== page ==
I was at Apple's iPad launch on Wednesday, and maybe it was just Steve Jobs' reality distortion field, but I don't quite understand why the haters are piling on. A lot of PC-centric commentators are dismissing the iPad as an overpriced gadget, wondering why it's lacking features that are standard on even the cheapest notebook computers, like Flash support, multitasking, USB inputs to connect peripherals, and video outputs (HDMI would be nice). These are legitimate complaints--for a notebook replacement. But the iPad isn't a notebook replacement, and I don't think users will carry it with them on business trips. (Apple's iWork demo confused matters, admittedly.)
Instead, I agree with CNET's Ina Fried and Business Insider's Henry Blodget: this is a consumer electronics device for puttering around the house and leisure time--reading books and Web sites on the couch, showing pictures off to friends, catching up on the latest Web videos. And, yes, listening to music.
It's also a golden opportunity for Apple to fix some of the glaring shortcomings in its portable music experience. Here are five things I'd like to see the iPad incorporate, perhaps through the next update to the iPhone OS (which it uses).
Wireless sync. The iPad is not a Mac. That means it doesn't run the full iTunes client, so you can't share music from another computer over your home network. Instead, like an iPod or iPhone, you must physically connect it to the computer on which your music is stored, then wait for the music to travel over the wire. This is, frankly, absurd. If you want me to use the iPad to listen to music in my home, don't make me walk over to my computer and attach it every time I want to load some new tunes. Wireless sync would also be great for syncing other material like pictures, videos, and apps. How hard can it be? Microsoft's Zune player has had wireless sync for three iterations and more than two years.
Cloud-based music service. Even if the iPad had wireless sync, the most affordable model has only 16GB of storage. This isn't enough for most music lovers' digital collections, especially if they're going to use the iPad for other functions like electronic books and photos. So how about taking that Lala acquisition and using it? Instead of having to load music onto the iPad itself, I could sync it from my computer to Lala's online music locker service, then stream it over the Web directly to my device. Bye-bye, storage limits. Best of all, every time I update my music collection, it's updated everywhere simultaneously. This is such a no-brainer I'd be stunned if Apple doesn't make it available shortly after the iPad launches.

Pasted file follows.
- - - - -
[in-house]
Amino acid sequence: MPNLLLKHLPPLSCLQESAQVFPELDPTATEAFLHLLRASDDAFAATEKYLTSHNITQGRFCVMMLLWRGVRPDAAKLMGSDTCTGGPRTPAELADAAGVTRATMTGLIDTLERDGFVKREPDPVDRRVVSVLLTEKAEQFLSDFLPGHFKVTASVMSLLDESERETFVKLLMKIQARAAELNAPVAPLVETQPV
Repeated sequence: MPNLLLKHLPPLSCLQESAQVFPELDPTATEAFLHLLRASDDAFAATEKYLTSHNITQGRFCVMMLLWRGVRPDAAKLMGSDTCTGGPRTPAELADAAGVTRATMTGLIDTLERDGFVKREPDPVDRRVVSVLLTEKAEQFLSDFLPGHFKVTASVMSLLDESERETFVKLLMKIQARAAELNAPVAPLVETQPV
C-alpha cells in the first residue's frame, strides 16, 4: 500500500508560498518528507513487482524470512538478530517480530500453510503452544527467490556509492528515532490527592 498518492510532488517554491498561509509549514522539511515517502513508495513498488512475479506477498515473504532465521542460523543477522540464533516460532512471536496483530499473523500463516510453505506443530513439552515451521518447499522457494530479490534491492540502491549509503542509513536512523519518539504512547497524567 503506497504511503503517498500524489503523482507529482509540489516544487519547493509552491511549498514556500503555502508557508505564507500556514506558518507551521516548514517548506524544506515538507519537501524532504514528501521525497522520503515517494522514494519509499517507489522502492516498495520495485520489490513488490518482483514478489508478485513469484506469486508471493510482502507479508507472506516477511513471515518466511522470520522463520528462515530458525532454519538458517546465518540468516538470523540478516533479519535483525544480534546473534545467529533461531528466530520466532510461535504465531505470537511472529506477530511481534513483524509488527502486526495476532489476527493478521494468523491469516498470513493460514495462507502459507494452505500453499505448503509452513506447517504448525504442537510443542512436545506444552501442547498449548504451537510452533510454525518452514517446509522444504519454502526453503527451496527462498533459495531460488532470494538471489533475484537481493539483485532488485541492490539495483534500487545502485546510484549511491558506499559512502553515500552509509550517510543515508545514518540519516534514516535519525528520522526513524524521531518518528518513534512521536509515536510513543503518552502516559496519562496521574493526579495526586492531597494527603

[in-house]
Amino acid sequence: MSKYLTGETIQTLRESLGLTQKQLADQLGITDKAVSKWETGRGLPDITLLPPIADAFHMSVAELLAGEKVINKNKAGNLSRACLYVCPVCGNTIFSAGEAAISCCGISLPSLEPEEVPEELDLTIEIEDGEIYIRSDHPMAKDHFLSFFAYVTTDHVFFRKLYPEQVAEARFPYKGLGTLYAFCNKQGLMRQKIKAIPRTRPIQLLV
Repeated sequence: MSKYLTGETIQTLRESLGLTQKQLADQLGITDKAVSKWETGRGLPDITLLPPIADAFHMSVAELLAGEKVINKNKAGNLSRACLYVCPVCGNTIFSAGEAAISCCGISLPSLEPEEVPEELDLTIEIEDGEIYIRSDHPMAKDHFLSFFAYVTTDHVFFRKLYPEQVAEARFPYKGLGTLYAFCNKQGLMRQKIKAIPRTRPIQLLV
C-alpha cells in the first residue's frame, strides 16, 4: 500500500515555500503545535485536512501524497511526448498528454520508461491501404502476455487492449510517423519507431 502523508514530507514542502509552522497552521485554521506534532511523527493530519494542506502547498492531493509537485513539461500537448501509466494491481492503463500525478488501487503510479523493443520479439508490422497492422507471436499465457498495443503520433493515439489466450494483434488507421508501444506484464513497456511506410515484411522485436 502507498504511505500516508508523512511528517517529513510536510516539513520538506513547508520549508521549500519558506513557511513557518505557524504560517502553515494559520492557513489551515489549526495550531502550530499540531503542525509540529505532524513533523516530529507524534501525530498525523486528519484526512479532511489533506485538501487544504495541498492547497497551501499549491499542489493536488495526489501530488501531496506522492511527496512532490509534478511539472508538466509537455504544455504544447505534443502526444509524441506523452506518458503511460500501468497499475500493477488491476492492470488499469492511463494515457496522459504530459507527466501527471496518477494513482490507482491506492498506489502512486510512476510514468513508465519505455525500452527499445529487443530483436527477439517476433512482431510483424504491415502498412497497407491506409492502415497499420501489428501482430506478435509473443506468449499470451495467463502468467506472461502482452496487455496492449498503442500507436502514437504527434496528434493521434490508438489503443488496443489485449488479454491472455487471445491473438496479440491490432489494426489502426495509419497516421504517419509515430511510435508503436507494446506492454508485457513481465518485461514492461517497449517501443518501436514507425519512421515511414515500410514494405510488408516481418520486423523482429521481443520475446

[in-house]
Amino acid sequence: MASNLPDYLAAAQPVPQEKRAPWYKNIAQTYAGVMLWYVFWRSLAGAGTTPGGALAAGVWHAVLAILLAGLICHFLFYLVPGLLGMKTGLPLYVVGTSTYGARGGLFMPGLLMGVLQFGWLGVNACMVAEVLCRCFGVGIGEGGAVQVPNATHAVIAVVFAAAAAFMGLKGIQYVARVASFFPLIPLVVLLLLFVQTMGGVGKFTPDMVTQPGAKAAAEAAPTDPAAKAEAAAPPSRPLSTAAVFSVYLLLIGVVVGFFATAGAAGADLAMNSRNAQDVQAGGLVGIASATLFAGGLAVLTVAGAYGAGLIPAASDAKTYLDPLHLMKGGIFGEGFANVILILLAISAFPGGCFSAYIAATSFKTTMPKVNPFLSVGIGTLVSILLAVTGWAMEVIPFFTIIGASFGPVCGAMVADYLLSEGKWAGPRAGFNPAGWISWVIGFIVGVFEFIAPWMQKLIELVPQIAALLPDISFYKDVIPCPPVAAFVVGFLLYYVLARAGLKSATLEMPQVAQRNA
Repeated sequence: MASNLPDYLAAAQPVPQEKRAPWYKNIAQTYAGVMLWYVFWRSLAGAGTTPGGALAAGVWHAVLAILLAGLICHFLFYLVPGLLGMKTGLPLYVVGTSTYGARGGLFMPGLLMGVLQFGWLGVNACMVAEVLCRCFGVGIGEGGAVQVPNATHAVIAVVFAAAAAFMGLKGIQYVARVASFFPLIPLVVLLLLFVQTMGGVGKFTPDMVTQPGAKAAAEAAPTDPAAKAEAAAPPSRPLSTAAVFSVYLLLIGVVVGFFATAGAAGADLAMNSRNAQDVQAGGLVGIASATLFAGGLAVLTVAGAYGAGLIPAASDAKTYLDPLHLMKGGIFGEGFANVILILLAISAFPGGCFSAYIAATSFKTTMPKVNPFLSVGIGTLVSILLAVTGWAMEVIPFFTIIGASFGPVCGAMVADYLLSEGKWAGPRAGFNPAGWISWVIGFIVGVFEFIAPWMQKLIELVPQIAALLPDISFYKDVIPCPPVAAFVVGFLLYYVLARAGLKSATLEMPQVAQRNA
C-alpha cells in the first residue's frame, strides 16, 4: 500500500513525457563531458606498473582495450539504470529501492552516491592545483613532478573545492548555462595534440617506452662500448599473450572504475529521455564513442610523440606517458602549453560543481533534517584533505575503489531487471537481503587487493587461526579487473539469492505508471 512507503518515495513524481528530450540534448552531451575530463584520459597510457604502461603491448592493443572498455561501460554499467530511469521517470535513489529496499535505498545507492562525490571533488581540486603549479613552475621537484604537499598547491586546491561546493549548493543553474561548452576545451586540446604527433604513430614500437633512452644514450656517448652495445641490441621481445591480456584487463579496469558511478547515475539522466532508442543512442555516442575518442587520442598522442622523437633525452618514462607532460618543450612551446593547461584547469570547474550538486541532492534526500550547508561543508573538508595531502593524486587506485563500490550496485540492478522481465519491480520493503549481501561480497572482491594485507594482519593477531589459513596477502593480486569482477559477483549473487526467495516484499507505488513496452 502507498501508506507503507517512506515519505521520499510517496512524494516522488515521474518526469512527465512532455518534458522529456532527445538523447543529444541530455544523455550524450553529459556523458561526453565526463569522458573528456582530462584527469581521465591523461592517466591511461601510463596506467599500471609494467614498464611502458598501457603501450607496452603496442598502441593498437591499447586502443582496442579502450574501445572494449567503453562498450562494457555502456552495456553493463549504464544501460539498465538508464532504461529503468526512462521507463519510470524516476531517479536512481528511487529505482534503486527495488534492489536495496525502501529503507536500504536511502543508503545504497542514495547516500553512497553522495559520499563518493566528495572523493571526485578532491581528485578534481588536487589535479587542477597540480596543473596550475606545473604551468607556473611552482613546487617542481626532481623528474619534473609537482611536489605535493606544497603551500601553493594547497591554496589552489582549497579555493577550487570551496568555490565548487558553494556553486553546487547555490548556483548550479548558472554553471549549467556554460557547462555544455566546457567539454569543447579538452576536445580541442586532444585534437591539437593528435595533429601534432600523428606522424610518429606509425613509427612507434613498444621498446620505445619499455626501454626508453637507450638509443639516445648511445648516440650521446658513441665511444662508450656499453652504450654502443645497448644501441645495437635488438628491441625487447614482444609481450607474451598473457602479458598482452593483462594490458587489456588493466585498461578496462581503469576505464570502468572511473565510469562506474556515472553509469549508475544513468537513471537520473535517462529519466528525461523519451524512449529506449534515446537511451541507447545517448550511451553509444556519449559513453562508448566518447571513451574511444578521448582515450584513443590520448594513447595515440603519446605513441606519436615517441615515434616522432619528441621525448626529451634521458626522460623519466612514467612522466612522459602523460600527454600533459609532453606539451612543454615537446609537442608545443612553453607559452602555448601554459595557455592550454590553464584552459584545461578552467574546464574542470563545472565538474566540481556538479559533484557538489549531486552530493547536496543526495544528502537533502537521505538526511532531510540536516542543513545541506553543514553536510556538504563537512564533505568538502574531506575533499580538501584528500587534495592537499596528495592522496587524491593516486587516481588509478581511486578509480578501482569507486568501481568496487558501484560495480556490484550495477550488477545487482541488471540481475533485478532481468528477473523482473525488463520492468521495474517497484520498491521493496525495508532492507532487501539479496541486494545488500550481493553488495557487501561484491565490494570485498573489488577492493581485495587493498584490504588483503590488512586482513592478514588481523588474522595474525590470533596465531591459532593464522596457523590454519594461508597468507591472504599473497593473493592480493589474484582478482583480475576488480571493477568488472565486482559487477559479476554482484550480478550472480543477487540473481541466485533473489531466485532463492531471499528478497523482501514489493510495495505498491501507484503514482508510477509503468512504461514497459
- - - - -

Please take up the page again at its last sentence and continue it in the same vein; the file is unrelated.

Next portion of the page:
Music-sharing with third-party apps. There are some surprisingly sophisticated DJ apps for iPhone, like TouchDJ and DJ Mixer, that let you play two songs at the same time and mix them together like a mulitrack DJ set-up. These apps would be much easier to use on the iPad's 9.7-inch screen. But they all share one big shortcoming: they can't just play songs that you've already loaded onto your device. Instead, you have to re-load songs into the DJ apps, either from a sync application running on your computer or over a Web server. This isn't the fault of the app designers--it's a limitation that Apple places on the iPhone and iPod Touch. I hope Apple figures out a way around it soon.
Queuing. I like to play DJ. As one song plays, it sparks associations with other songs. It would be nice to be able to load these other songs into a "now playing" queue. The Zune's had this feature since its inception, but I can't do it on the iPod Touch or the iPhone--instead, I have to wait for the current song to end, then start up a new song. (And no, I don't want to do this with playlists on the computer and then sync those playlists to the device. That misses the entire point of spontaneity.)
Decent speakers (and amp). Naturally, the first thing I did with the iPad was check out its music playback. I could barely hear it, even with the volume maxed out. It's true that the room was crowded with gadget fans scrambling for their first look at the device, but even so, the speakers sounded no louder than the iPhone's. But this isn't a phone. It's also not a Mac, where music isn't the primary focus for most users. It's a consumer electronics device. It would be great if I could set it up in my living room or bedroom without having to attach it to another device. Peripheral makers might complain--iHome does great work creating audio accessories for the iPhone--but if this is truly going to be a new product category, Apple should treat it like one. Alas, I'm going to have to wait for v.2 for this feature.